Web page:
Each morning while at home, James Bond prefers to eat the same breakfast. As usual, Ian Fleming spares no detail in relating this specific item in From Russia With Love:

The single egg, in the dark blue egg cup with a gold ring around the top, was boiled for three and a third minutes.

It was a very fresh, speckled brown egg from French Marans hens owned by some friend of May in the country. (Bond disliked white eggs and, faddish as he was in many small things, it amused him to maintain that there was such a thing as the perfect boiled egg.)

This goes along with his specific coffee made in the specific coffeemaker, with the specific toast and the three specific spreads that he has while at home.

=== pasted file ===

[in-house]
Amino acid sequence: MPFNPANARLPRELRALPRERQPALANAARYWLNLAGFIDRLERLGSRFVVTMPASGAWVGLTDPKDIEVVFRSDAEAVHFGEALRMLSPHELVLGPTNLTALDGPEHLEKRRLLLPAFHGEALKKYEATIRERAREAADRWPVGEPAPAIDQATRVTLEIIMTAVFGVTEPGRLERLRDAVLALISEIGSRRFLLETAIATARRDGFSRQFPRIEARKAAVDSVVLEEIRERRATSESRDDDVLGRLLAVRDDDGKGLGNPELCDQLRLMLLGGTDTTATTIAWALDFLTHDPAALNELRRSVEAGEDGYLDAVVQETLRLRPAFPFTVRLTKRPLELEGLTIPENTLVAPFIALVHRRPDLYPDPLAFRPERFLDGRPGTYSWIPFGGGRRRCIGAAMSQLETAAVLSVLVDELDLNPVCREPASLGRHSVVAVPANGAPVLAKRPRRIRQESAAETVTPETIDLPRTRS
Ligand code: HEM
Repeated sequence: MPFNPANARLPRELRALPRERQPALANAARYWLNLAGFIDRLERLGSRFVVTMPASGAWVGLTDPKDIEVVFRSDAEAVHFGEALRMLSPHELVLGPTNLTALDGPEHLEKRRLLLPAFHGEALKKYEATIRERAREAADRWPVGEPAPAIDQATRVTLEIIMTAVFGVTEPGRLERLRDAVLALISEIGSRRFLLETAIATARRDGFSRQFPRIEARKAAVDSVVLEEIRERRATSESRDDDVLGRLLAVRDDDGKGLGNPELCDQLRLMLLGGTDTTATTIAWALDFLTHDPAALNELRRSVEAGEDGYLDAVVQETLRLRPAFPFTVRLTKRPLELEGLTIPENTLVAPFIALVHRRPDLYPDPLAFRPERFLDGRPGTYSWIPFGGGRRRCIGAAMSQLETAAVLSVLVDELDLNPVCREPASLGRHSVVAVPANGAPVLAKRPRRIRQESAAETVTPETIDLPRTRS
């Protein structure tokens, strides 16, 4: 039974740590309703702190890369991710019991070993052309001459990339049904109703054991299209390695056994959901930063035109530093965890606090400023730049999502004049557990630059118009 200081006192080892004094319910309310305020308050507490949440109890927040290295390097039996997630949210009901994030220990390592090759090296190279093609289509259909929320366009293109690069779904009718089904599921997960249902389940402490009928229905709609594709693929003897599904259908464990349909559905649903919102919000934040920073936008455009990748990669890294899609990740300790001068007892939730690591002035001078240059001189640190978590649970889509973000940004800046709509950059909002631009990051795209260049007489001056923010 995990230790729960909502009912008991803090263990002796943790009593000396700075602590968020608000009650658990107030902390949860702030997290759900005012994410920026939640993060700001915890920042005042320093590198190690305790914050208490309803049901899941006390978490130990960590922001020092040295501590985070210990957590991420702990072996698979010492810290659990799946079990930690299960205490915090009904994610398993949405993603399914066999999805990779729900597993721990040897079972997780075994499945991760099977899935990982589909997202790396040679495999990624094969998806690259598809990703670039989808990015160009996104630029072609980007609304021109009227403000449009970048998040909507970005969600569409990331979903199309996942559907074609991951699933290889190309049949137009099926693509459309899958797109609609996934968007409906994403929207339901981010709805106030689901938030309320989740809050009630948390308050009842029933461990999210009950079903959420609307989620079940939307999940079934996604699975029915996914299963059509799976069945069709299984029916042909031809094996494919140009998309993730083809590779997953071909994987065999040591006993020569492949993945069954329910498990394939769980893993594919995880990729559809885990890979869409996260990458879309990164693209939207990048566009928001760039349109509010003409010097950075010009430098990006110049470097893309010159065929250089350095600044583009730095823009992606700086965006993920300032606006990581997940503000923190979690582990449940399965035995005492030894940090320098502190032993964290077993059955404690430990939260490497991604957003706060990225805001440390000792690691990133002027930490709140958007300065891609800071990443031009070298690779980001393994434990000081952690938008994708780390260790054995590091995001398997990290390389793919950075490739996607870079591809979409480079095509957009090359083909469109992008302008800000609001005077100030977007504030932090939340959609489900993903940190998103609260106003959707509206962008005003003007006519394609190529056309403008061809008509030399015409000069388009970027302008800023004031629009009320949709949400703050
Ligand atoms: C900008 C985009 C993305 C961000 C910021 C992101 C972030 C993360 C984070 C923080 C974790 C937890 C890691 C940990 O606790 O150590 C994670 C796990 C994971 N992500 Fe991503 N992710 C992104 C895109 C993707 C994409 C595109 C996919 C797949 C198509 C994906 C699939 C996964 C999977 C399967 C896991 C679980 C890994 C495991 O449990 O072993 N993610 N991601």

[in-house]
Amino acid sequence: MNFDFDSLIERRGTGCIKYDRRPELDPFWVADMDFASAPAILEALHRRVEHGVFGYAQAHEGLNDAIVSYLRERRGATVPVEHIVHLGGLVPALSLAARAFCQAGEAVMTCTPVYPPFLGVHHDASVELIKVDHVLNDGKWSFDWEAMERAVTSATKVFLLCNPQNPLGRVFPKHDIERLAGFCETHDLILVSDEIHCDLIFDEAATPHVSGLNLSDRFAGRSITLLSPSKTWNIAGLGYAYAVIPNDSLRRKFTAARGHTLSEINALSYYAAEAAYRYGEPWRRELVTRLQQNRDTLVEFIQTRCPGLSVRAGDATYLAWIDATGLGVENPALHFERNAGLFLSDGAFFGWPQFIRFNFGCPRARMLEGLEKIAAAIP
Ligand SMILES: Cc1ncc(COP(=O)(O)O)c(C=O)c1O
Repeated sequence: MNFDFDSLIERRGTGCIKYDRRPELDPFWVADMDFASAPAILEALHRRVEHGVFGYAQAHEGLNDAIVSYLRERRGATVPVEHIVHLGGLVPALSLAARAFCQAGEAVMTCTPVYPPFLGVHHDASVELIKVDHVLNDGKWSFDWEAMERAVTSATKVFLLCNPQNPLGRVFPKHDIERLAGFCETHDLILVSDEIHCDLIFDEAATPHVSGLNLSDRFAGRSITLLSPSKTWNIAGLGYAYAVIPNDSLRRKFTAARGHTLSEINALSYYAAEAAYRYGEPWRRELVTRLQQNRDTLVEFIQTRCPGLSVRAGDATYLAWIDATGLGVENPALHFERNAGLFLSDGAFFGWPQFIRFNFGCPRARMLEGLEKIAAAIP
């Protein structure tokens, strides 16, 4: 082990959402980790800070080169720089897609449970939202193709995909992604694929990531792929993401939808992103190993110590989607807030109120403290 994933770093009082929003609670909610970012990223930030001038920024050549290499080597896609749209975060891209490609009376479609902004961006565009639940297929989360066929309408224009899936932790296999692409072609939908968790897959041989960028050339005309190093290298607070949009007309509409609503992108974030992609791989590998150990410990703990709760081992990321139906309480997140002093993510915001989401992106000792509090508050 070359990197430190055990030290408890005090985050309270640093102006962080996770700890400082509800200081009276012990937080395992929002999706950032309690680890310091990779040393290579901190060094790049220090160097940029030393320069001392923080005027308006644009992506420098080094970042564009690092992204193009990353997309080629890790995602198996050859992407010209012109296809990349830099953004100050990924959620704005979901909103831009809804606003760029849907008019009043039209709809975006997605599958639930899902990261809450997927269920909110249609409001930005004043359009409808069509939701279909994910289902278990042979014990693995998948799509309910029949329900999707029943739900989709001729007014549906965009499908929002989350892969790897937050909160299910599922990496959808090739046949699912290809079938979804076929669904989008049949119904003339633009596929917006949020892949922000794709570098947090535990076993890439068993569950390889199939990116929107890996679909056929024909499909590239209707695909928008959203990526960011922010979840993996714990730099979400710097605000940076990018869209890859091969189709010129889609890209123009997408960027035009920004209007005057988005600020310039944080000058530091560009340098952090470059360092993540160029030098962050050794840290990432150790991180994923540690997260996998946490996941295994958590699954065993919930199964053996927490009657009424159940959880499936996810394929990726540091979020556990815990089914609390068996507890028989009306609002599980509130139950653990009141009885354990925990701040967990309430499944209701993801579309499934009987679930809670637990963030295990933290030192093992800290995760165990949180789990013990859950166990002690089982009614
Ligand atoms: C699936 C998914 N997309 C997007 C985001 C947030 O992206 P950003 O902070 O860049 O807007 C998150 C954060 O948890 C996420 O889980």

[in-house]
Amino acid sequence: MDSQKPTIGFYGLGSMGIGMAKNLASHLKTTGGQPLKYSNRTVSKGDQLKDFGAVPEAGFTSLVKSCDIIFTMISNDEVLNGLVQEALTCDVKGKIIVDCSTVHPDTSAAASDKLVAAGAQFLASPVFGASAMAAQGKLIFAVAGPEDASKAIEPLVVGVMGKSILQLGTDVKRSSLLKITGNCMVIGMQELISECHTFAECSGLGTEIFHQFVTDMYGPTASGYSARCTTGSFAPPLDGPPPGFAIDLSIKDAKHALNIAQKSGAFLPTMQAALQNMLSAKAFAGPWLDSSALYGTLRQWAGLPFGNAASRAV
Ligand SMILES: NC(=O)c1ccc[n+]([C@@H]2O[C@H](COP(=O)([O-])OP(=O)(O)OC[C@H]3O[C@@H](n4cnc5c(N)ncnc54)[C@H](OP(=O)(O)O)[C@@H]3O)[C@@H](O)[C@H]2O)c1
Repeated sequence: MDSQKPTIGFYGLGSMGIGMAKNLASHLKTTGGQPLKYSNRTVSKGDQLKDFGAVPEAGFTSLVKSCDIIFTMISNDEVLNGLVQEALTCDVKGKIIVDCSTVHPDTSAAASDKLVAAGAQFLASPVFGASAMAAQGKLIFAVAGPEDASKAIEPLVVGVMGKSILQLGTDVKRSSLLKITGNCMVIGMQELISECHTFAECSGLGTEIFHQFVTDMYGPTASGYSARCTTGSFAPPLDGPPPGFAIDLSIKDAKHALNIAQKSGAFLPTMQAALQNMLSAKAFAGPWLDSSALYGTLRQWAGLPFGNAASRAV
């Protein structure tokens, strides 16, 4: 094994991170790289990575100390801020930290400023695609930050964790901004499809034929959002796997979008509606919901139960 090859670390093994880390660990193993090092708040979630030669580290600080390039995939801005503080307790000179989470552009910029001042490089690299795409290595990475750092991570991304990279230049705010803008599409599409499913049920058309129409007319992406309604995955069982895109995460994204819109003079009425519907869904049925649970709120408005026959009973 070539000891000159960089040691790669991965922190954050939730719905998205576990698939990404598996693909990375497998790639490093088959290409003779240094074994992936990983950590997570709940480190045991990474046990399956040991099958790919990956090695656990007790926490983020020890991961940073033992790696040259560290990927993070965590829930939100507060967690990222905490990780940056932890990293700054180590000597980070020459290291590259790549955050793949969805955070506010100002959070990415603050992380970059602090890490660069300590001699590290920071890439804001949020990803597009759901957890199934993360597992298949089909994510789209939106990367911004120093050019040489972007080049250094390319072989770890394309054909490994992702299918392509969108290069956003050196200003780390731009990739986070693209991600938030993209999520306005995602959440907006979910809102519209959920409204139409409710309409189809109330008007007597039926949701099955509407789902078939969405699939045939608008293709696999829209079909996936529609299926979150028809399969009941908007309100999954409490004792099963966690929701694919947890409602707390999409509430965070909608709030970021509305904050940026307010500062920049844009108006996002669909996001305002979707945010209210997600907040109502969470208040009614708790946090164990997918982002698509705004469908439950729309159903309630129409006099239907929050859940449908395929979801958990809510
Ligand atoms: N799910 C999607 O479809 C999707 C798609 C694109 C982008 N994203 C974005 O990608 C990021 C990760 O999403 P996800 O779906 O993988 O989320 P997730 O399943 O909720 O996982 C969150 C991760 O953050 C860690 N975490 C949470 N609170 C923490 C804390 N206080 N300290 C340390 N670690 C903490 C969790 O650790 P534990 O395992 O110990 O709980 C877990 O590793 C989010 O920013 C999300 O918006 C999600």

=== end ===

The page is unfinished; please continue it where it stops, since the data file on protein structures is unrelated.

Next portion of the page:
Marans hens, a medium-sized, dual-purpose breed of poultry, known for their dark eggs, originated in Marans, France and were imported to the United Kingdom in the 1930’s. There are nine recognized colors in the French Marans standard.

All Marans lay dark brown eggs, some varieties with the speckled specified by Fleming, as this one:



Bond’s mania for dark brown eggs is repeated in the short story 007 in New York, when it is noted:

(Bond had once had a small apartment in New York. He had tried everywhere to buy brown eggs until finally some grocery clerk had told him, ‘We don’t stock ’em, mister. People think they’re dirty.’)

Uneducated Americans. Sigh.



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